UCSB is not only well known for its famous party scene and world-class academics, but also for the natural beauty surrounding its campus. Every freshman should take at least one moment to step back from the computer and check out some of Santa Barbara and Goleta’s most impressive natural wonders.

On Campus

UCSB is one of the only college campuses in the United States that has its own beach. One beach is located on the east side of campus, with stairs right across the street from the Anacapa, Santa Cruz and Santa Rosa Residence Halls. Although students do not frequent this beach – most prefer to play Frisbee or work on their tans on the campus lawns – it is easily accessible and quiet enough to get some homework done.

Next, head south from that beach a few hundred yards past the marine biology labs and you will hit Campus Point. This beach is popular with students, especially those who live on campus because of its proximity and its opportunities for surfing.

Fourth-year communication major Rachel Johns said days at Campus Point were one of the highlights of her freshman year.

“I always looked forward to getting out of class so I could head right out the door to the beach,” she said.

Goleta Beach is not part of the UCSB campus, but it is easily accessible from campus and Isla Vista. The beach is just north of campus and connected by a path for bikes and pedestrians. Goleta Beach is a family beach and is often regarded as one of the best beaches in the Santa Barbara area. Go there to fish off the pier, eat at Beachside Bar-Cafe or host a barbecue on the lawn.

Additionally, anyone who has visited the UCSB campus has surely seen – and smelled – the lagoon. The best piece of advice any UCSB student can receive, aside from “Don’t walk barefoot down Del Playa Dr. Drive,” is, “Don’t swim in the lagoon.” Although there are videos on YouTube featuring graduating seniors taking a dip, don’t do it. Swimming disturbs the sea life and the water quality is not suitable for swimming.

Isla Vista

On a sunny day, hop on your beach cruiser and head into I.V. a few hours before the party scene begins and follow the crowd down to the beach. The beach that extends from Campus Point to Coal Oil Point – which is next to Manzanita Village and Del Playa Drive – is technically known as Sands Beach. On hot weekend days, students are likely to gather in front of the 6500 and 6600 blocks of DP to party. Viewed from balconies above, the scene looks like Cancun during Spring Break, complete with floating rafts, drinks with umbrellas in them and the smell of coconut tanning oil.

Fourth-year cultural anthropology major Adam Weinberg said he likes to paddle out and surf while there are parties going down on the beach.

“Even if the waves are flat, there is still something to look at on the beach,” Weinberg said.

During the week and on cloudier days, those beaches are utilized mostly by surfers and runners. There are multiple sets of stairs that provide access to the beach on DP.

If you aren’t in the mood to party, head south on the beach in front of Isla Vista. The coastline in front of the 6700 and 6800 blocks of Del Playa is less crowded, more suited for quiet walks or hanging out with a few friends. South of the 6800 block are Devereaux and Sands Beaches, both of which are popular surf spots for I.V. residents.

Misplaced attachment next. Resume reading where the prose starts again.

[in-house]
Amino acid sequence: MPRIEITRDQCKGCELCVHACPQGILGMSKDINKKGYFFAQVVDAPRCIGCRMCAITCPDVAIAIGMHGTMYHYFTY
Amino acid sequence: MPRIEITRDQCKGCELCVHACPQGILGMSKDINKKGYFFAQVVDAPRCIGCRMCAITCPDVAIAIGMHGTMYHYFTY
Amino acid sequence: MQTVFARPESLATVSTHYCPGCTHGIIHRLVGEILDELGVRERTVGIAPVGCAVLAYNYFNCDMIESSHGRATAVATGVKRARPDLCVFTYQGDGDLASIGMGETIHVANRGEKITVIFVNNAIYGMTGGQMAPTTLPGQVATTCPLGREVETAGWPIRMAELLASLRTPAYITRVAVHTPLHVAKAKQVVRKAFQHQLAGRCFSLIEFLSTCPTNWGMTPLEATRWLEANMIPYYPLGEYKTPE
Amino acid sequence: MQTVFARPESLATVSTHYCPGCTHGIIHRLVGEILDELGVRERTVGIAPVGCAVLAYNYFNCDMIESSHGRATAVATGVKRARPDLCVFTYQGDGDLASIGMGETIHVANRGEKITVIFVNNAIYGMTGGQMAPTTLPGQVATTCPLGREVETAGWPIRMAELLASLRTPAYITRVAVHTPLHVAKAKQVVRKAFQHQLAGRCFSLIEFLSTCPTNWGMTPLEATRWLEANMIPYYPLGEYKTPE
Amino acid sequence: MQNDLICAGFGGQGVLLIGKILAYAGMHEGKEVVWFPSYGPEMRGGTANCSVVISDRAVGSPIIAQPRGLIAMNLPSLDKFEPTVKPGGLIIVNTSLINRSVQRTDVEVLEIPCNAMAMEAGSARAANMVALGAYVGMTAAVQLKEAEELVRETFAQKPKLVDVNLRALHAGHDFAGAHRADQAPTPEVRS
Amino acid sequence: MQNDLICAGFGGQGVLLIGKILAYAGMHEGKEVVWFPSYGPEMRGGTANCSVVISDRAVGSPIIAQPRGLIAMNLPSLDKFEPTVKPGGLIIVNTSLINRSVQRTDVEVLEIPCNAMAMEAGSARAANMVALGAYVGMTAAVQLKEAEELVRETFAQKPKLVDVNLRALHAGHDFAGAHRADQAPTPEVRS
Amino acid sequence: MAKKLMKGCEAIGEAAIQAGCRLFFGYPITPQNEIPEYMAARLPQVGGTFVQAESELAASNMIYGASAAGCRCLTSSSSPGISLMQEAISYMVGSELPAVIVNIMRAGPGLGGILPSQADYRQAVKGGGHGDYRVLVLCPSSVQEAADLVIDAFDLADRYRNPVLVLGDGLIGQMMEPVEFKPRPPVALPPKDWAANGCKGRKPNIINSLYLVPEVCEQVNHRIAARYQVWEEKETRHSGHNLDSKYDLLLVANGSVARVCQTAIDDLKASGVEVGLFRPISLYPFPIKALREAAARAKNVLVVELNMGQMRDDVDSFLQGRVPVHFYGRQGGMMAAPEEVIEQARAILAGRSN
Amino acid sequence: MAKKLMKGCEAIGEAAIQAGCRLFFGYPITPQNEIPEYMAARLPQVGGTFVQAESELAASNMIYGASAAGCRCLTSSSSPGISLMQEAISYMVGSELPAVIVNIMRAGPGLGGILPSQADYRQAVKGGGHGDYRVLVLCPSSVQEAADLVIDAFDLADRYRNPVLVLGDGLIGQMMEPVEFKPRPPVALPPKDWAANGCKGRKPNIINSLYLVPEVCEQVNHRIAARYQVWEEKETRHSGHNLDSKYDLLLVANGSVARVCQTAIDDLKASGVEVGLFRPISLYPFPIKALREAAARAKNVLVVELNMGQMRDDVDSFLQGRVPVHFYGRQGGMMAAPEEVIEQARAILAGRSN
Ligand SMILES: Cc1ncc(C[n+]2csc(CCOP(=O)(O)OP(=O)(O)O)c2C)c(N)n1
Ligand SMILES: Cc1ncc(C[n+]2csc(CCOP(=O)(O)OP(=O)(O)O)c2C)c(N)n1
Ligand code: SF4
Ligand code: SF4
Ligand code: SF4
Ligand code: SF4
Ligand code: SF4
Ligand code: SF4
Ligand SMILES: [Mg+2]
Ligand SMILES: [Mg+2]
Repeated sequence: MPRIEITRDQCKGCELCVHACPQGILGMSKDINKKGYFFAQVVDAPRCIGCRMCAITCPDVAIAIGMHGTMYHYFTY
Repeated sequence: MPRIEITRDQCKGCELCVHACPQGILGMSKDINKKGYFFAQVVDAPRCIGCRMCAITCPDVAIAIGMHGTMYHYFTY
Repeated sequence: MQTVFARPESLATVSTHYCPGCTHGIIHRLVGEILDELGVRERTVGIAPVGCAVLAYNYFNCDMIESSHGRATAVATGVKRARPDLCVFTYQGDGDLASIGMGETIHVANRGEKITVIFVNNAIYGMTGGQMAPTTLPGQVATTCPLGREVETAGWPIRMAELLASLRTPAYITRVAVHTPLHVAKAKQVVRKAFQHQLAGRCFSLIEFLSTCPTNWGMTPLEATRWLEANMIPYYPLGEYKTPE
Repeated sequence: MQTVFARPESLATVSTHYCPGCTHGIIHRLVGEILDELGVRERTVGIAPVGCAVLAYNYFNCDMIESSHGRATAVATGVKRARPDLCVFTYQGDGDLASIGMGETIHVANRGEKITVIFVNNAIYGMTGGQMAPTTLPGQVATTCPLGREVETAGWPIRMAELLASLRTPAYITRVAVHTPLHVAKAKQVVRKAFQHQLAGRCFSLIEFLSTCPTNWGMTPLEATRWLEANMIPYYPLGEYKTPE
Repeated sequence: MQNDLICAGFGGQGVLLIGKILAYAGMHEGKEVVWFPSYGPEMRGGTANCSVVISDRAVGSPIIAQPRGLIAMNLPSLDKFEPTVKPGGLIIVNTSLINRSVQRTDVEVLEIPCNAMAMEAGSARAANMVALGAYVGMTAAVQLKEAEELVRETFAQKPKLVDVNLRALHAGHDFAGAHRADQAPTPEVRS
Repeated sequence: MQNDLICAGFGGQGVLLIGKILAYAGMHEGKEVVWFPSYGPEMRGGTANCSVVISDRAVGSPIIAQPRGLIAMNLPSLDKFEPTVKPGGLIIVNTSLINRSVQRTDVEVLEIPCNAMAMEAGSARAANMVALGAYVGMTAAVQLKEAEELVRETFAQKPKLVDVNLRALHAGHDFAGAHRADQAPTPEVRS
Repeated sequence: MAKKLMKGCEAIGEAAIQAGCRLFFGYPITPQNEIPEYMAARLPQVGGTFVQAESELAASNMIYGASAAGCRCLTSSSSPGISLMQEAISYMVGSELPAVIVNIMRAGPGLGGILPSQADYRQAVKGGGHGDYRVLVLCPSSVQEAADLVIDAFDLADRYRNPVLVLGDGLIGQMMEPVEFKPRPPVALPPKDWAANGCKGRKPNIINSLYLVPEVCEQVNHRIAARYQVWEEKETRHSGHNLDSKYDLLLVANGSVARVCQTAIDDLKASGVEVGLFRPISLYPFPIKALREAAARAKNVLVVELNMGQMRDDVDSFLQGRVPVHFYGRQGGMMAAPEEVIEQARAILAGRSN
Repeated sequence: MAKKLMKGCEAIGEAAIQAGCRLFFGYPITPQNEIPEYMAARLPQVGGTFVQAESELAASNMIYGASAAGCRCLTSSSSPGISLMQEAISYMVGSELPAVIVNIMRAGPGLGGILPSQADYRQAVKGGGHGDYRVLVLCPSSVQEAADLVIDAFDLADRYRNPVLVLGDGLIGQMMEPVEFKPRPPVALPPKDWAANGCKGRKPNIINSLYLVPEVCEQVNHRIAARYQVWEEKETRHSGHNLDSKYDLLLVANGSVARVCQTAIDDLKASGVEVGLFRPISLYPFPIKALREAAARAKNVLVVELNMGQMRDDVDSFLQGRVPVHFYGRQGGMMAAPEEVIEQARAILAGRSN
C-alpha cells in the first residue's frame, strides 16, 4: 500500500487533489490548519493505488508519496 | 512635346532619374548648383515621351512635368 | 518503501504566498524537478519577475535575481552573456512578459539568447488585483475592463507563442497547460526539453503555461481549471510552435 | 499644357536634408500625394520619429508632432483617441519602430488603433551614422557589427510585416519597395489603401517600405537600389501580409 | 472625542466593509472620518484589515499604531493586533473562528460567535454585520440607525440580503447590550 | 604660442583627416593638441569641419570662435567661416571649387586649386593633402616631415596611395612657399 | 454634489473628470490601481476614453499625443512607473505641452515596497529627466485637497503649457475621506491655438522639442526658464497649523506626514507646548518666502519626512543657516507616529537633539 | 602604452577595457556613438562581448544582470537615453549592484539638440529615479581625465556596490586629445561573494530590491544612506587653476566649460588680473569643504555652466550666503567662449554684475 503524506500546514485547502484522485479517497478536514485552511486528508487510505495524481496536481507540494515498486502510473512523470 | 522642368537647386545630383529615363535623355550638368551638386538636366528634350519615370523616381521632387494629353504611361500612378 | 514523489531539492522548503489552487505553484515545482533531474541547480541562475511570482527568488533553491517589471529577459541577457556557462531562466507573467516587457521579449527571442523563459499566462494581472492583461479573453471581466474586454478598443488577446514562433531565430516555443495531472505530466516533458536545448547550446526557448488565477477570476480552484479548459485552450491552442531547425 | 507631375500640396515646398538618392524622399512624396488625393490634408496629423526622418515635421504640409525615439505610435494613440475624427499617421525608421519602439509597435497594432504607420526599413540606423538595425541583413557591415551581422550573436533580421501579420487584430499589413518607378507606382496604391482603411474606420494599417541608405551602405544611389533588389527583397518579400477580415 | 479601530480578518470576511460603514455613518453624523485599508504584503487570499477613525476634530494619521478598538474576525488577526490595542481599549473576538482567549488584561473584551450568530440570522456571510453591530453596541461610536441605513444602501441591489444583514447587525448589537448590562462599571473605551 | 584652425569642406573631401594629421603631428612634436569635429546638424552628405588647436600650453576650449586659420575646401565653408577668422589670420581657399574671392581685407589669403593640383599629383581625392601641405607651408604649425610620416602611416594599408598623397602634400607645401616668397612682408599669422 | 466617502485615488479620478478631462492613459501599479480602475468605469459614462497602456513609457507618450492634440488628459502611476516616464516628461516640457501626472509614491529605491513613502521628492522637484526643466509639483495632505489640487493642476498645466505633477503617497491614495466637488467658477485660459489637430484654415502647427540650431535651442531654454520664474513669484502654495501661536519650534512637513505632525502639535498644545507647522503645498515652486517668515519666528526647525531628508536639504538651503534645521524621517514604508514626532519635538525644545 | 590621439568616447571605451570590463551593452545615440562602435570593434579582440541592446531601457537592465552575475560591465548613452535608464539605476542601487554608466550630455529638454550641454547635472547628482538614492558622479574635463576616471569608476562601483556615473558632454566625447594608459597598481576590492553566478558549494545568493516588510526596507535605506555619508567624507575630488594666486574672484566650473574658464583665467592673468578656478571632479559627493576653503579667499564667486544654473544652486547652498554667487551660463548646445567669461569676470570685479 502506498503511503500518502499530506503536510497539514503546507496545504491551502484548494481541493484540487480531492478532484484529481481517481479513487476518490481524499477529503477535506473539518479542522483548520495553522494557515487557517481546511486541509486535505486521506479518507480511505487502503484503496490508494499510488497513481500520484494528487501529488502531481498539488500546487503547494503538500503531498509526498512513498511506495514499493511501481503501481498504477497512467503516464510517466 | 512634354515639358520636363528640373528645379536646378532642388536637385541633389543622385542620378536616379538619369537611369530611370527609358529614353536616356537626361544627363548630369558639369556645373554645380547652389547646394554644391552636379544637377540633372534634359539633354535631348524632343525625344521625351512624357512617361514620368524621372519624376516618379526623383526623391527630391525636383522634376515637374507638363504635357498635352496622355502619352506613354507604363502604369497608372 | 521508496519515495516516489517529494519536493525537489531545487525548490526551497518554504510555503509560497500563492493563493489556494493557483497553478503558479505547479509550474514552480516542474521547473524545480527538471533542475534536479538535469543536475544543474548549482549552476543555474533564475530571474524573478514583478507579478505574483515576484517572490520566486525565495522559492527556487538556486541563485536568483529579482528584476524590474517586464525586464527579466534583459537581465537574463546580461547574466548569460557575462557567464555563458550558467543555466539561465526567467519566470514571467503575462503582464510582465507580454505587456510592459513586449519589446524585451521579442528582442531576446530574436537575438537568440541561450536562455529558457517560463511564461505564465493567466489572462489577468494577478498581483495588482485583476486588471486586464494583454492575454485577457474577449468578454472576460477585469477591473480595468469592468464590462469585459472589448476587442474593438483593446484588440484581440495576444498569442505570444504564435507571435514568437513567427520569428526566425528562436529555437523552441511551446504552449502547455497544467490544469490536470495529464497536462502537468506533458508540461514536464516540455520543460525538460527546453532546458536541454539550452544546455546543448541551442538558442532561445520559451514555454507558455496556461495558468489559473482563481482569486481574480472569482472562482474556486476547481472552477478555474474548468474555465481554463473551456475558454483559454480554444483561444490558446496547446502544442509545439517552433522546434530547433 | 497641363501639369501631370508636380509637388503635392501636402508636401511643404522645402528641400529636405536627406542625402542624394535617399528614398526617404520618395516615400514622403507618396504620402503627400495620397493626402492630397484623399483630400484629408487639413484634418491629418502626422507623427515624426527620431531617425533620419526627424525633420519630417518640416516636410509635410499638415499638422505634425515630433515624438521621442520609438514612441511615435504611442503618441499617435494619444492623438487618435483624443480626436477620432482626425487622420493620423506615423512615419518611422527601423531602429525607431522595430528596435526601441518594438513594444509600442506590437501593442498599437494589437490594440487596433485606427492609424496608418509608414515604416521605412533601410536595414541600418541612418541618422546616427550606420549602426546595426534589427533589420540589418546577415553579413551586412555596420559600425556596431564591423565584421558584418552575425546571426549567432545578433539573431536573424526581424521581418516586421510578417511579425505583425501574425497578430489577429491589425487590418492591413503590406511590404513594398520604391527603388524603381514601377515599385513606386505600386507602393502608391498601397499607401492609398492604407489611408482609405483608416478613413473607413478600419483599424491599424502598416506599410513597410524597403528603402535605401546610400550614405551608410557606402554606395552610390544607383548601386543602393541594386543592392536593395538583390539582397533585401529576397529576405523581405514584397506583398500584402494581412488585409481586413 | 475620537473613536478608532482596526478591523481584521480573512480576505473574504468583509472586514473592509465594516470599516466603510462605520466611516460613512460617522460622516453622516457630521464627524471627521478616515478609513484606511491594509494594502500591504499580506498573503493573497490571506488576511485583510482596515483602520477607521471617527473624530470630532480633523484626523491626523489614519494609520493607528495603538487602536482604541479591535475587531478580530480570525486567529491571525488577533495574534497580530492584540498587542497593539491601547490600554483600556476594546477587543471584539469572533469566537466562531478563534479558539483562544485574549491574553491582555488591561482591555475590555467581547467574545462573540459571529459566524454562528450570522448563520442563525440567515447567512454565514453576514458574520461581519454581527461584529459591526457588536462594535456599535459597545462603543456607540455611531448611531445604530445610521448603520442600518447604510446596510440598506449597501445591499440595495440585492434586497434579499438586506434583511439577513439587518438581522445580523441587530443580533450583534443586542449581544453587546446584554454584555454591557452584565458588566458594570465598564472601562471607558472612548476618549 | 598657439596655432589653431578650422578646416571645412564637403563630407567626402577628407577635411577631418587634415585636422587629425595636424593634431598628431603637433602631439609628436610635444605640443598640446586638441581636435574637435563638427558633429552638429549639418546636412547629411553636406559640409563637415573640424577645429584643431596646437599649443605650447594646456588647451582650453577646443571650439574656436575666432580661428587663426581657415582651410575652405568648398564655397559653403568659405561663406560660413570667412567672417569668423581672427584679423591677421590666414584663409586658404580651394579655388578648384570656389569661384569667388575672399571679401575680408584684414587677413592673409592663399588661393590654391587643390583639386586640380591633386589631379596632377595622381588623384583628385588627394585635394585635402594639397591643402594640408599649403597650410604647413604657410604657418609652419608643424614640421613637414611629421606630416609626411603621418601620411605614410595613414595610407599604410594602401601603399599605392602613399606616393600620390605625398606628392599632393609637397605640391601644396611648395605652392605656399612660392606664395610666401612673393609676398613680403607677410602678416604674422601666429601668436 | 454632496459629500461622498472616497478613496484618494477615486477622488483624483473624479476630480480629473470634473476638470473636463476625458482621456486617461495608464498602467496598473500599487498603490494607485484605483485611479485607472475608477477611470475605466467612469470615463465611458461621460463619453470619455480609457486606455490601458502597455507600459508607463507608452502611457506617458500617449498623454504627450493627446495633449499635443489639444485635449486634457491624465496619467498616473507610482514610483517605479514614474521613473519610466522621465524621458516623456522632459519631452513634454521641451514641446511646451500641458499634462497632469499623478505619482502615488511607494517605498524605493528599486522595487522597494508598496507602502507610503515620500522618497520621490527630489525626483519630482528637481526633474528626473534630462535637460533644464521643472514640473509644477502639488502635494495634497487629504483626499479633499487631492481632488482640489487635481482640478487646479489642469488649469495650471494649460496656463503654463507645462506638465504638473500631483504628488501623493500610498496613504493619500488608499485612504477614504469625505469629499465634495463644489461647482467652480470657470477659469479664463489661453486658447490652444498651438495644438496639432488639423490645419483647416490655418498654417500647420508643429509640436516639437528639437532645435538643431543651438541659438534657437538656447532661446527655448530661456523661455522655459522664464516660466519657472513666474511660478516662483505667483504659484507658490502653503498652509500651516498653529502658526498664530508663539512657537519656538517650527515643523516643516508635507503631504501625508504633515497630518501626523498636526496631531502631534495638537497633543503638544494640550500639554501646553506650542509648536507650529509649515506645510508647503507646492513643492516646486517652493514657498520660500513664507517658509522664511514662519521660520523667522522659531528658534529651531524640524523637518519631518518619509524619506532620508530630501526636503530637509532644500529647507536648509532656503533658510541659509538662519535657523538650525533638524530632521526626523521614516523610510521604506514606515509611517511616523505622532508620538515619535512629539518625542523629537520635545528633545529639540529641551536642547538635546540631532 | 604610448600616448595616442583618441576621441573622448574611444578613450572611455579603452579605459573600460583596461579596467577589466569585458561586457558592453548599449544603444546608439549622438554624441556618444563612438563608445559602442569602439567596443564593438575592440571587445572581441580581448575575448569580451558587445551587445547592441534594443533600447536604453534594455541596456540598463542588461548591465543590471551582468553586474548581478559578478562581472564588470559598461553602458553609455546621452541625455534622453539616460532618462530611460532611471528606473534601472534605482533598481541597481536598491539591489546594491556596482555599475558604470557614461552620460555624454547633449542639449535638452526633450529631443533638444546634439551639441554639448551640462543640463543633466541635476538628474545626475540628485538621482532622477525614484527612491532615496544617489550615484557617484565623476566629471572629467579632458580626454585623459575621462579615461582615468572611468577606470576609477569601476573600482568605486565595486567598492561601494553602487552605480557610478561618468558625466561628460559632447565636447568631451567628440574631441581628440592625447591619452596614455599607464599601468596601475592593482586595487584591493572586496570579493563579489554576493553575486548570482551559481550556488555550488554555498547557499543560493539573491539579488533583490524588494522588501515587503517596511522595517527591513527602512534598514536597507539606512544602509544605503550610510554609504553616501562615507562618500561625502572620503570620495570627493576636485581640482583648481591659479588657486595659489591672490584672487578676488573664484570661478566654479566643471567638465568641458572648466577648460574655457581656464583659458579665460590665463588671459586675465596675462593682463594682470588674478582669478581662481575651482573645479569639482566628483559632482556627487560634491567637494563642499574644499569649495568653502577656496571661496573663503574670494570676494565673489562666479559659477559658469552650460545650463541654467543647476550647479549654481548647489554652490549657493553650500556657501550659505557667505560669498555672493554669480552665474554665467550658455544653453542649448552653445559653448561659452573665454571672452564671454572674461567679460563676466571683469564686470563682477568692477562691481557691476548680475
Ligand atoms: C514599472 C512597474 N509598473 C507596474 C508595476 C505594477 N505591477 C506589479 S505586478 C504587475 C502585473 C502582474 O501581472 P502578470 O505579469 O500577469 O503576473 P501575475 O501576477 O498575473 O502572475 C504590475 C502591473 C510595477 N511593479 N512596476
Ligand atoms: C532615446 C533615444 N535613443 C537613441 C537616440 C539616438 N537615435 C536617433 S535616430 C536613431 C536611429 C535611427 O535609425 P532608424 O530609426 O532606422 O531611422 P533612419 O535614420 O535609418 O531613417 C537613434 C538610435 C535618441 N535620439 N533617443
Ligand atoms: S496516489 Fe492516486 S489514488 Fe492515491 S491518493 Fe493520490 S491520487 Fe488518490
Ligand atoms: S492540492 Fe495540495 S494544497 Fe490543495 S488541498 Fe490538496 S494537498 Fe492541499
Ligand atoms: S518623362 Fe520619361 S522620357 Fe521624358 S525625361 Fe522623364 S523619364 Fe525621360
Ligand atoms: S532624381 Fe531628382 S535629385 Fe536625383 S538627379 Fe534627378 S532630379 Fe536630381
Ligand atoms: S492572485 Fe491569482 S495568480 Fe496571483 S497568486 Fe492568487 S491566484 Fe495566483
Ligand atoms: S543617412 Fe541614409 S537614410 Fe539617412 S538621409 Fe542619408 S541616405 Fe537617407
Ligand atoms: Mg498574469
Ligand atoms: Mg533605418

North and South of UCSB

There are wonderful, totally worthwhile beaches up and down the coastline in the Santa Barbara area.

Butterfly Beach is the southernmost beach frequented by UCSB students and one of the most beautiful beaches in the area. Located just south of downtown in Montecito and accessible by the Olive Mill Road exit, Butterfly Beach is the only west-facing beach in Santa Barbara, and is perfect for sunset watching and romantic walks.

Downtown Santa Barbara, accessible by the Cabrillo Boulevard exit, is home to East and West Beaches. These beaches surround the Stearns Wharf and are always crowded. If you have visitors in town and want entertainment, head to these beaches there. You will find perfect spots for volleyball, tandem bike riding, eating and people-watching.

If you are at East or West Beach, check out the Santa Barbara Zoo – it is small, but charming and full of more animals than you think it could fit. The zoo is worth it, even if all you do is see Gemina, the crooked-necked giraffe. To access the zoo, turn left off Cabrillo Boulevard onto Niños Drive .

Drive north of UCSB for private beaches and famous surf spots. World-class surf spot Rincon Point is just 20 miles north and Jalama isn’t much further. Gaviota, El Capitan and Refugio State Beaches are known for their beauty and privacy.

East of UCSB

Los Padres National Forest, located about 30 minutes east of UCSB, is a popular spot for hiking and swimming. To get there, take California State Route 154 East and exit at Paradise Road. Los Padres is home to Red Rock and Seven Falls, both popular outdoor excursions for students.

Red Rock isn’t much of a hike, but try to drive an SUV, since sometimes you have to drive through water to get there. Once you reach Red Rock, lay out on the rocks and watch your friends make fools of themselves jumping off the higher rocks.

Meanwhile, Seven Falls offers an interesting hike through waterfalls and rivers. Once you reach the seventh waterfall, you will find a fun place to swim and splash around.

Seven Falls and Red Rock hikes take about half the day, but are perfect places if you need to escape dorm rooms and I.V.